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The Emotions of InternationalismFeeling International Cooperation in the Alps in the Interwar Period$
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Ilaria Scaglia

Print publication date: 2019

Print ISBN-13: 9780198848325

Published to Oxford Scholarship Online: January 2020

DOI: 10.1093/oso/9780198848325.001.0001

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Managing Emotions at the League of Nations

Managing Emotions at the League of Nations

Chapter:
(p.51) 2 Managing Emotions at the League of Nations
Source:
The Emotions of Internationalism
Author(s):

Ilaria Scaglia

Publisher:
Oxford University Press
DOI:10.1093/oso/9780198848325.003.0003

Emotions constituted a fundamental part of the work of the League of Nations throughout the time of its existence. The League employed emotional rhetoric and images, often embodied and symbolized by the Alps, in order to legitimize itself and its policies. It used feelings to brand itself as capable and noble, to draw associations with positive values such as resilience, purity, and honesty, and to argue for its own feasibility in the post-1919 world. It also took emotions into account while staging international encounters, devoting much energy and resources trying to shape what people felt during the meetings and long-term stays in the Alps organized in this period. The League’s carefully-managed emotional style—which was deliberately based on “nobility,” “dignity,” and “friendship” rather than “force” and “pride”—frustrated many of its supporters while fueling its opponents’ argument that it was inherently weak; at the same time, it led to a set of ideas and practices (e.g. school exchanges to foster “mutual understanding”) that—for better or for worse—still influence many forms of international cooperation to this day.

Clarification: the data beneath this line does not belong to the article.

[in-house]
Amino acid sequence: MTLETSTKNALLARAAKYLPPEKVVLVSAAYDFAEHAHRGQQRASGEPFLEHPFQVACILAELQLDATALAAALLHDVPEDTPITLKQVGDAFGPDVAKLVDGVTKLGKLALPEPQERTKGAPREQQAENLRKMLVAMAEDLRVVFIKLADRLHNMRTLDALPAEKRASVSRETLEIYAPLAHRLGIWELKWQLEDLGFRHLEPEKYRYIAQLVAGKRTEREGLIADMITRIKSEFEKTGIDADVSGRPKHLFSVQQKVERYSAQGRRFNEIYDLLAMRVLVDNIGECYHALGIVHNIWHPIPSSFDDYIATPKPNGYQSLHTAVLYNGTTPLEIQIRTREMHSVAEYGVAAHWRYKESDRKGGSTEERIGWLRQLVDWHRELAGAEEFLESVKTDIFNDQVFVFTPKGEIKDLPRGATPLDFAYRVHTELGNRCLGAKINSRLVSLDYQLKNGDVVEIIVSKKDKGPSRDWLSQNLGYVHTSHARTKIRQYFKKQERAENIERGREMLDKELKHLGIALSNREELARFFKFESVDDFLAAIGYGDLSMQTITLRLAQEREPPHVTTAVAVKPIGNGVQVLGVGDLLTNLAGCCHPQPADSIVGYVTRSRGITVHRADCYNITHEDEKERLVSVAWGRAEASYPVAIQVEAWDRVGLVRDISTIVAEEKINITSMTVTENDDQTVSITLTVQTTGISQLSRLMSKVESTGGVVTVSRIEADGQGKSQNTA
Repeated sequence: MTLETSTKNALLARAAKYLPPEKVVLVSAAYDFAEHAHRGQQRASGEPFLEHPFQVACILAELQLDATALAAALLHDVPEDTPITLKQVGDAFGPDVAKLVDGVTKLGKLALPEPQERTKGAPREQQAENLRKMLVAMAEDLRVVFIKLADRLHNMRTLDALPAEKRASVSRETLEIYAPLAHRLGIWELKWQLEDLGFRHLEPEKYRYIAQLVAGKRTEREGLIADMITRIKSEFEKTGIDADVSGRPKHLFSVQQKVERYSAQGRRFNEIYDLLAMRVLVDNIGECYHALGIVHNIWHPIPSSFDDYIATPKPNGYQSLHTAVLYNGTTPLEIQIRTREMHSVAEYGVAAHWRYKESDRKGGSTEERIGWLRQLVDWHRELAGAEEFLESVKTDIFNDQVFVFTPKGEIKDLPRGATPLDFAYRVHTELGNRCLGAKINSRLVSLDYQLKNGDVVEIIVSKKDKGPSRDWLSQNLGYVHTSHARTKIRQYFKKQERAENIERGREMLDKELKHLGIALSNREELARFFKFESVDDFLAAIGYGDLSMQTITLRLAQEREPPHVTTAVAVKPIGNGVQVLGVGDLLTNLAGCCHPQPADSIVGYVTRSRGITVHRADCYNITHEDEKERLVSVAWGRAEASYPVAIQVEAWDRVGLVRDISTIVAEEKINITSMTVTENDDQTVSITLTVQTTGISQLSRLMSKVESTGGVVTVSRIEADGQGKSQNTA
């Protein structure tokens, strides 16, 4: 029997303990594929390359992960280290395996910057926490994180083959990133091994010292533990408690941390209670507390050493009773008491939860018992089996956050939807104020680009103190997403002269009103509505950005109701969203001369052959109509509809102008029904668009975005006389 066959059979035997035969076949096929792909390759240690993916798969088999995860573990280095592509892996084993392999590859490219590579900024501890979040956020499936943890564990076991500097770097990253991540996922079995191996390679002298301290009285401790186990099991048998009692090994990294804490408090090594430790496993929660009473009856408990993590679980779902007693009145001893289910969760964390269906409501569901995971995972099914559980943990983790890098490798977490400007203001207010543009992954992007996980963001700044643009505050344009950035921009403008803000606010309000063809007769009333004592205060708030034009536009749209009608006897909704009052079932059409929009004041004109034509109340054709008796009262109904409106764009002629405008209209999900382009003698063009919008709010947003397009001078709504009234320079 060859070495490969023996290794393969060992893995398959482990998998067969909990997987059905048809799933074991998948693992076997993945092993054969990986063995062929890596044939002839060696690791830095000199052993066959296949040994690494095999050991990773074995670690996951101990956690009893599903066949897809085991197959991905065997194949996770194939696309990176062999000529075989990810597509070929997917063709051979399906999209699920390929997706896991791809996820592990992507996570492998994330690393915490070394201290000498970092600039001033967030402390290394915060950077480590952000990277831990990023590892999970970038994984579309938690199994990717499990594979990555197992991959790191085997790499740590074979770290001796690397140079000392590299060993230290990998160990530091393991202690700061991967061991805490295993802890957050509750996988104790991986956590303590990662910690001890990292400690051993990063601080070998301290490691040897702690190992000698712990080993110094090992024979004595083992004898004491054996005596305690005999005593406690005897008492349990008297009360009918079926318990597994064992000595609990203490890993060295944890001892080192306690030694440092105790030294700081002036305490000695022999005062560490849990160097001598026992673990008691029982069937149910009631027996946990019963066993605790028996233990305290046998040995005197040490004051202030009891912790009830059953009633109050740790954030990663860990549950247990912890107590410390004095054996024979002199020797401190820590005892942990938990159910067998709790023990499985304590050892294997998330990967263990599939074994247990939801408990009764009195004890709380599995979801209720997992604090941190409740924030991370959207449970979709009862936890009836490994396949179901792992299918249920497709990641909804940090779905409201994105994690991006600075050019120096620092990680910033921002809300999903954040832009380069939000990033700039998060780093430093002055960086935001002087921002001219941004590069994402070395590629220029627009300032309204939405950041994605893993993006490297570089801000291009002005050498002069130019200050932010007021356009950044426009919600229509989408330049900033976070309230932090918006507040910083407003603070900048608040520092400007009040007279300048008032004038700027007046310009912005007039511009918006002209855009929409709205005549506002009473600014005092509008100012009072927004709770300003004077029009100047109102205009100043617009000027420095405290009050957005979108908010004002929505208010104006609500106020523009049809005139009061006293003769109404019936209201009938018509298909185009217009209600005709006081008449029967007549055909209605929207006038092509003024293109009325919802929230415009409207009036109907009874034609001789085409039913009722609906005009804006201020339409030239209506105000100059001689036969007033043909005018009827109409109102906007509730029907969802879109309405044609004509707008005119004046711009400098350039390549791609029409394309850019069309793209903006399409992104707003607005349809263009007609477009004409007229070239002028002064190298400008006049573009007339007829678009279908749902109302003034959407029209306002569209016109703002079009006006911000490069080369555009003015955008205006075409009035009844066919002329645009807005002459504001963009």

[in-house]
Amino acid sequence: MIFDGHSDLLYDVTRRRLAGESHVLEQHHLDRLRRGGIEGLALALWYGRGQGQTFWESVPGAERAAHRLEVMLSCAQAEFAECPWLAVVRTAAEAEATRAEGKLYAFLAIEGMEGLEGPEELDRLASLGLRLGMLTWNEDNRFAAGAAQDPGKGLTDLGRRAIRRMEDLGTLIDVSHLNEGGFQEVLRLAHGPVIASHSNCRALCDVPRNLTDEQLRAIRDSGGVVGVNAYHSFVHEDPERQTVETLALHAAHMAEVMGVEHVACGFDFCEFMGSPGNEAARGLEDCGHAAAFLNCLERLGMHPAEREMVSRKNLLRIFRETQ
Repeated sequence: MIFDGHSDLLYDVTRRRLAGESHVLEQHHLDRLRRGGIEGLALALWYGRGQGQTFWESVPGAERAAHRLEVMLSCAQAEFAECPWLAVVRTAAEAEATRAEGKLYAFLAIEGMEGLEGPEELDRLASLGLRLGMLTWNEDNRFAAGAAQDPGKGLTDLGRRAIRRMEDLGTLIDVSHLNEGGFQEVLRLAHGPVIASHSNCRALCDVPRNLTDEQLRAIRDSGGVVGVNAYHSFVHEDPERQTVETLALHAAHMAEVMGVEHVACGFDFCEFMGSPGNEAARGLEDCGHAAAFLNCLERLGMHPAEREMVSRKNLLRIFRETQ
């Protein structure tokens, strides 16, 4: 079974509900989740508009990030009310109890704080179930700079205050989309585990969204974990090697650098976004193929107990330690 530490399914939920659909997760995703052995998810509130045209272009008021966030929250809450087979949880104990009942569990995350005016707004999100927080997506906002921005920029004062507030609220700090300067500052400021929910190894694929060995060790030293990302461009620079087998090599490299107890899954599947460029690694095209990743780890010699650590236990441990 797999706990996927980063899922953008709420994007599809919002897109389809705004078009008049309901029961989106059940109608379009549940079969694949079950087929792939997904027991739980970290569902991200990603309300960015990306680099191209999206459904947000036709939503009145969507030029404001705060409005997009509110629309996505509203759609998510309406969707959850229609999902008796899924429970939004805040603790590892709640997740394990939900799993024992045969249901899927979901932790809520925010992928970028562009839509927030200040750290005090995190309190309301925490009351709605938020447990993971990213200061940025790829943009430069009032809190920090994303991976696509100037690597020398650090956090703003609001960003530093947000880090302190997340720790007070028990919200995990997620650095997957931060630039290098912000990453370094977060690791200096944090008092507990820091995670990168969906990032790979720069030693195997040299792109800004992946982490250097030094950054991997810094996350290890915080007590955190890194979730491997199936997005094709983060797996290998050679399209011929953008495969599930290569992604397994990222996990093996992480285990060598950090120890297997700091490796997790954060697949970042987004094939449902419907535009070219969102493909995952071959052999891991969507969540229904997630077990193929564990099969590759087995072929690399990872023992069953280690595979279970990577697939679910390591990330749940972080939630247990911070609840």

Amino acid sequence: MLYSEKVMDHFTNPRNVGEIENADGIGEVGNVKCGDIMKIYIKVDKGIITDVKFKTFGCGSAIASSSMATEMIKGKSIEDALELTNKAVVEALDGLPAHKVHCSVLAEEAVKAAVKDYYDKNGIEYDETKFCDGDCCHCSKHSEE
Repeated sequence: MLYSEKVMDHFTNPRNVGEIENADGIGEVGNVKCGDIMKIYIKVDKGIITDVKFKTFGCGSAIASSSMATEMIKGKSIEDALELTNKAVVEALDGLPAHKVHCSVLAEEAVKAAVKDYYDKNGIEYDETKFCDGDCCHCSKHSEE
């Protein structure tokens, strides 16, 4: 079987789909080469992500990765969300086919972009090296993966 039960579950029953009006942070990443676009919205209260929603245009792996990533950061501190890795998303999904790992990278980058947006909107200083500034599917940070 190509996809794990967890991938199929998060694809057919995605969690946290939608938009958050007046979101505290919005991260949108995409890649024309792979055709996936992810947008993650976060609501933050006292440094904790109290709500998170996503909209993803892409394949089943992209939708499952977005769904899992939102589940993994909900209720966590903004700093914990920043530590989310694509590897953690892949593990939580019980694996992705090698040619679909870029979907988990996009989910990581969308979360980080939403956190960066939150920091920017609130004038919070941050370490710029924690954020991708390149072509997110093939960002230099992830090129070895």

Keywords:   League of Nations, Palais des Nations, rhetoric, education, youth, propaganda, public opinion

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